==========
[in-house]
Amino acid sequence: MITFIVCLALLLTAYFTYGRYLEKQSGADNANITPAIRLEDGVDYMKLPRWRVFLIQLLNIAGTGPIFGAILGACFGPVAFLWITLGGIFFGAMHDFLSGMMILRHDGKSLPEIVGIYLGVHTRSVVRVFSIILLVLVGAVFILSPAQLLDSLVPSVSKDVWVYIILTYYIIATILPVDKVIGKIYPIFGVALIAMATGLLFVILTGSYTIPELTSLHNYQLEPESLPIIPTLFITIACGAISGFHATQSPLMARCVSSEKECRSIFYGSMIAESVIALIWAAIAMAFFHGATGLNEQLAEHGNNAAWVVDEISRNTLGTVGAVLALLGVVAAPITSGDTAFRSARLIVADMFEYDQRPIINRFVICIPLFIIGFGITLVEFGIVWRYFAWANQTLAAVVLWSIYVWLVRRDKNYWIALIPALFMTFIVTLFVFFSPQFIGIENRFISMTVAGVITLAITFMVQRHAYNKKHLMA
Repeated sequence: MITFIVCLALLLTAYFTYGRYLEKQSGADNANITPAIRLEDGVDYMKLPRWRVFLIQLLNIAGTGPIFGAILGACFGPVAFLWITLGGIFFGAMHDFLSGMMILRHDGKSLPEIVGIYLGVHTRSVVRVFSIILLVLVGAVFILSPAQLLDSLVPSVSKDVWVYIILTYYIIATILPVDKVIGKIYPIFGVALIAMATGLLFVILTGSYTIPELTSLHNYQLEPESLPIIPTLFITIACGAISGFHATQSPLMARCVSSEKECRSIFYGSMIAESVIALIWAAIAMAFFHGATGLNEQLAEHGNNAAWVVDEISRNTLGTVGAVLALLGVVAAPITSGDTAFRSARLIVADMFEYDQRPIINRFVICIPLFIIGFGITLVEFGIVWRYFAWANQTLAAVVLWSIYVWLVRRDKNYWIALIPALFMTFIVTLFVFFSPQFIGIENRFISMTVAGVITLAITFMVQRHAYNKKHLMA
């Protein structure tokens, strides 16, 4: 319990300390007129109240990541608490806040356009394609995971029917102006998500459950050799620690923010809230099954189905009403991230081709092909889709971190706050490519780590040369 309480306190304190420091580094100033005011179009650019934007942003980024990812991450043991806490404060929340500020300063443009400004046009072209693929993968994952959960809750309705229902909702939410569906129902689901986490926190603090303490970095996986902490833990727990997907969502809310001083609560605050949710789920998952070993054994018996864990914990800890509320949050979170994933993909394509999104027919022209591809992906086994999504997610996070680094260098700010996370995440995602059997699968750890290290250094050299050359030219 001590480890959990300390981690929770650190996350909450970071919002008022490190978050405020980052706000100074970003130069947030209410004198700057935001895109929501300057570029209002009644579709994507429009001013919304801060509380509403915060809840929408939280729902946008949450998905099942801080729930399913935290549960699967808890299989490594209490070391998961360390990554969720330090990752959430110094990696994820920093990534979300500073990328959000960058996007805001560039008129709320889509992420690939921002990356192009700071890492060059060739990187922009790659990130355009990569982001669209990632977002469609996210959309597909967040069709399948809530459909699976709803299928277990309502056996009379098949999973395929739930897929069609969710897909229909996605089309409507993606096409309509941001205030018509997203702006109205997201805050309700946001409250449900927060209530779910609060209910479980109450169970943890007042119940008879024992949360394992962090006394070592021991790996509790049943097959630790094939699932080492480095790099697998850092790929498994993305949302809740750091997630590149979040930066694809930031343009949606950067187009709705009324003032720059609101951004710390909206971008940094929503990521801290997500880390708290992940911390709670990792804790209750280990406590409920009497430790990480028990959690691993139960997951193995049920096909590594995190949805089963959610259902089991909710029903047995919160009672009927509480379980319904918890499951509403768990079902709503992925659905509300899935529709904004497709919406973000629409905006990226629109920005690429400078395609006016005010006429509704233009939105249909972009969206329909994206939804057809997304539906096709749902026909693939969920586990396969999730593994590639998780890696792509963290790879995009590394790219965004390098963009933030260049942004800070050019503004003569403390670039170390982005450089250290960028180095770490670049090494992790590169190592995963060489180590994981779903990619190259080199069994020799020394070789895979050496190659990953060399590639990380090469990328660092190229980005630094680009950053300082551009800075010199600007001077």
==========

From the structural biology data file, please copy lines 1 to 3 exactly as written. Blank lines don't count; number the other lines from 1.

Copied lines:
[in-house]
Amino acid sequence: MITFIVCLALLLTAYFTYGRYLEKQSGADNANITPAIRLEDGVDYMKLPRWRVFLIQLLNIAGTGPIFGAILGACFGPVAFLWITLGGIFFGAMHDFLSGMMILRHDGKSLPEIVGIYLGVHTRSVVRVFSIILLVLVGAVFILSPAQLLDSLVPSVSKDVWVYIILTYYIIATILPVDKVIGKIYPIFGVALIAMATGLLFVILTGSYTIPELTSLHNYQLEPESLPIIPTLFITIACGAISGFHATQSPLMARCVSSEKECRSIFYGSMIAESVIALIWAAIAMAFFHGATGLNEQLAEHGNNAAWVVDEISRNTLGTVGAVLALLGVVAAPITSGDTAFRSARLIVADMFEYDQRPIINRFVICIPLFIIGFGITLVEFGIVWRYFAWANQTLAAVVLWSIYVWLVRRDKNYWIALIPALFMTFIVTLFVFFSPQFIGIENRFISMTVAGVITLAITFMVQRHAYNKKHLMA
Repeated sequence: MITFIVCLALLLTAYFTYGRYLEKQSGADNANITPAIRLEDGVDYMKLPRWRVFLIQLLNIAGTGPIFGAILGACFGPVAFLWITLGGIFFGAMHDFLSGMMILRHDGKSLPEIVGIYLGVHTRSVVRVFSIILLVLVGAVFILSPAQLLDSLVPSVSKDVWVYIILTYYIIATILPVDKVIGKIYPIFGVALIAMATGLLFVILTGSYTIPELTSLHNYQLEPESLPIIPTLFITIACGAISGFHATQSPLMARCVSSEKECRSIFYGSMIAESVIALIWAAIAMAFFHGATGLNEQLAEHGNNAAWVVDEISRNTLGTVGAVLALLGVVAAPITSGDTAFRSARLIVADMFEYDQRPIINRFVICIPLFIIGFGITLVEFGIVWRYFAWANQTLAAVVLWSIYVWLVRRDKNYWIALIPALFMTFIVTLFVFFSPQFIGIENRFISMTVAGVITLAITFMVQRHAYNKKHLMA